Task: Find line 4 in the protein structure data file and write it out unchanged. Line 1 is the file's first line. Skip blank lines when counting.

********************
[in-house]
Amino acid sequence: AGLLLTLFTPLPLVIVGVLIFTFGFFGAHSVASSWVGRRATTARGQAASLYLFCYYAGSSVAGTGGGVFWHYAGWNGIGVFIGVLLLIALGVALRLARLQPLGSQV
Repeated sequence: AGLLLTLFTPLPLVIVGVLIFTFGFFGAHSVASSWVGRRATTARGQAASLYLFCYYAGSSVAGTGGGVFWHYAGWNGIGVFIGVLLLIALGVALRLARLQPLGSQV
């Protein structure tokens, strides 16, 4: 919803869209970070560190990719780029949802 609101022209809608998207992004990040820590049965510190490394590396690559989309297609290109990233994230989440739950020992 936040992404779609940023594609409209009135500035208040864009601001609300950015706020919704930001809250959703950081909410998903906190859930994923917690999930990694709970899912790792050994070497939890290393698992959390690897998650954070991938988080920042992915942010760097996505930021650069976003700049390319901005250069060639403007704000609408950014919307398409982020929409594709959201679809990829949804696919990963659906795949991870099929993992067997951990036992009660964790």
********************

């Protein structure tokens, strides 16, 4: 919803869209970070560190990719780029949802 609101022209809608998207992004990040820590049965510190490394590396690559989309297609290109990233994230989440739950020992 936040992404779609940023594609409209009135500035208040864009601001609300950015706020919704930001809250959703950081909410998903906190859930994923917690999930990694709970899912790792050994070497939890290393698992959390690897998650954070991938988080920042992915942010760097996505930021650069976003700049390319901005250069060639403007704000609408950014919307398409982020929409594709959201679809990829949804696919990963659906795949991870099929993992067997951990036992009660964790």